Population #ReadIn

“Racism” is such an unwieldy concept. Living in a world in which racism is one of the fundamental building blocks that shapes all our relationships, calling someone racist is somewhat akin to a fish accusing another fish of swimming in water. This is how I felt when I saw Democrats claiming that the election was won because of racism. If I were to make a list of racist things in American politics it would be just as likely to include welfare reform as the southern strategy, just as likely to include drones as border walls, and just as likely to include super-predators as a muslim registry.

I don’t want to create a false equivalency. There is a very important difference between a political party which relies on minority votes and one which tries to suppress them. There is an important difference between a party which engages in dog-whistle politics to win over swing voters and a party for which such voters are their electoral base. But that doesn’t get us away from the fact that – in American politics – we are always talking about relative racisms. Many of those supposedly racist voters voted for Obama in the last election, and many minority voters handed the election over to Trump in their state simply by staying home on election day.1 I don’t write this because I want to assign blame, but simply to illustrate how crude a tool “racism” is when trying to make sense of this all. So, if racism can’t help us, how do we talk about this phenomenon which is so central to contemporary politics?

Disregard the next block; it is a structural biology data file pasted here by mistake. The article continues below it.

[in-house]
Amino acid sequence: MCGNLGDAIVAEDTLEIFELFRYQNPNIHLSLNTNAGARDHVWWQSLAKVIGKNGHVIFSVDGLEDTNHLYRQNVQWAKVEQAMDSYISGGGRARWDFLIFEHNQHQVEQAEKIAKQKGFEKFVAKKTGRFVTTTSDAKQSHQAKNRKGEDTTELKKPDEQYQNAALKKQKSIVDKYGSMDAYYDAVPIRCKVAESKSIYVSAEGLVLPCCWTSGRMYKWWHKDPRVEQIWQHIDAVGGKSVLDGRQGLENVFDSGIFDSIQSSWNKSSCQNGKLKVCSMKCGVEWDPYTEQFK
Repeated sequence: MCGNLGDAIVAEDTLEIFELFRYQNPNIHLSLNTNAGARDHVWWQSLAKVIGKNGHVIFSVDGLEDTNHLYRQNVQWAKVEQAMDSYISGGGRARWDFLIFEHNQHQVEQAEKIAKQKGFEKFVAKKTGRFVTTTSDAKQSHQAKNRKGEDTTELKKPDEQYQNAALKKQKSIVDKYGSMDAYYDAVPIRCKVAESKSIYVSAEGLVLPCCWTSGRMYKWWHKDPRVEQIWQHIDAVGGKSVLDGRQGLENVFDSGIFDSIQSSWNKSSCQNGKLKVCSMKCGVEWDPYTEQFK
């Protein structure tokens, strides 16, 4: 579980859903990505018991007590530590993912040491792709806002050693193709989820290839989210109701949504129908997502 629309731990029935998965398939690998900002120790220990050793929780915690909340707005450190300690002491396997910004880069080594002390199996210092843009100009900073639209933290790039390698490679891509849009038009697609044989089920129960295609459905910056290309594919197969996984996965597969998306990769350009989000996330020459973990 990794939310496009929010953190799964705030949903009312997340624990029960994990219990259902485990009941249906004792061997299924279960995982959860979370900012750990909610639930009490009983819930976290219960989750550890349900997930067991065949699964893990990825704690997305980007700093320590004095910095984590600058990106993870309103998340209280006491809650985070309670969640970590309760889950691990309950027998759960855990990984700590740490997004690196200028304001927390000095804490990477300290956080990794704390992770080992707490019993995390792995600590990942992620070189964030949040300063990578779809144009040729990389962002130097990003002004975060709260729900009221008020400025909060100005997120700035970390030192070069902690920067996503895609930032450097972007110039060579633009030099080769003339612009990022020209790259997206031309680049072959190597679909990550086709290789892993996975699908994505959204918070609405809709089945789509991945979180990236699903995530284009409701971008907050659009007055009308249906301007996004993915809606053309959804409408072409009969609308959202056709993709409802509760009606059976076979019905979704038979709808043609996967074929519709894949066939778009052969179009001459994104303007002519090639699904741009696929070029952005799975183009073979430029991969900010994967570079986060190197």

It is not an easy riddle to solve, but one important part of the solution can be found in in the writings of Michel Foucault. Just a part of the solution, mind you, but for my own thinking on the matter it has been key. For that reason I was very happy when a bunch of anthropologists announced that they wanted to read read Michel Foucault’s lecture eleven in Society Must Be Defended as a means to think through “the interplay of sovereign power, discipline, biopolitics, and concepts of security, and race” on inauguration day. This is because the concept of biopolitics is a very useful addition to the analytical toolkit we have for talking about the diverse phenomenon grouped under the term “racism.” As with any such analytical tools, the benefits of highlighting certain features necessarily obscure others, and there are entire books written to try to sort out exactly what is lost and what is gained by using these tools; however, today I would like to simply focus on one aspect of this lecture which has been particularly useful to me: Foucault’s use of the term “population.”